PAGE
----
Office of Land Management – Moab and Canyon Country
Officials saw the damage at the Mill Canyon Dinosaur Trail site.
Dinosaur tracks dating back to 112 million years ago have been damaged in southeast Utah by heavy machinery used to rebuild a boardwalk in the popular tourist area, US officials say.
Damage at the Mill Canyon dinosaur track site was minor, but some footprints had fractures around the rims, the U.S. Bureau of Land Management said in a recent report.
The agency also said an area where a prehistoric crocodile traversed a mudflat appeared to have been traversed multiple times by a backhoe, causing fractures, the Salt Lake Grandstand reported.
The site is considered one of the most important dinosaur track areas in the country, containing traces of at least 10 different species.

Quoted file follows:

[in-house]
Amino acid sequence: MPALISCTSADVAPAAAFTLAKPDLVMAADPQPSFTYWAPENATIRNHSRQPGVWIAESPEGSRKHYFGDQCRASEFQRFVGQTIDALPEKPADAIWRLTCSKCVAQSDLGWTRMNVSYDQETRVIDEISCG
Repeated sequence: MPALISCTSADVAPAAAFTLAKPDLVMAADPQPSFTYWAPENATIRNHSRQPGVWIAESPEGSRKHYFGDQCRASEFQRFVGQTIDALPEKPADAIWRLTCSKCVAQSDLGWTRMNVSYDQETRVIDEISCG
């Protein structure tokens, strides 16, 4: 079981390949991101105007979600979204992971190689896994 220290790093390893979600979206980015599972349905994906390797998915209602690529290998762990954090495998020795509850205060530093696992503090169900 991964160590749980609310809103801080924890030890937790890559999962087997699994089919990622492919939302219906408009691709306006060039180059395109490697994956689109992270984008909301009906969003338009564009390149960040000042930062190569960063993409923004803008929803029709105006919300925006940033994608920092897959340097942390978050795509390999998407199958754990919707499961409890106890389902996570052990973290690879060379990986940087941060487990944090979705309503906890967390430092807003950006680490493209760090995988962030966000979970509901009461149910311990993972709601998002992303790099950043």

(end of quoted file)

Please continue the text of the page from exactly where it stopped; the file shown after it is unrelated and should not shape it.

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The agency in the report said the project should be reassessed, the area clearly marked and work crews informed of where they can and cannot go.
The report also noted that the agency is expected to fill a vacant regional paleontologist position that has been vacant since 2018.
“To ensure this doesn’t happen again, we will follow the recommendations of the assessment, seek public feedback, and work with the paleontological community as we collectively progress the construction of boardwalks at the interpretive site,” said said the agency.
This revised report should be done this summer.
“It’s good that we prevented more damage,” said Jeremy Roberts, among those who asked the Bureau of Land Management to put the project on hold. “But it will continue to plague the state until we have a paleontologist.”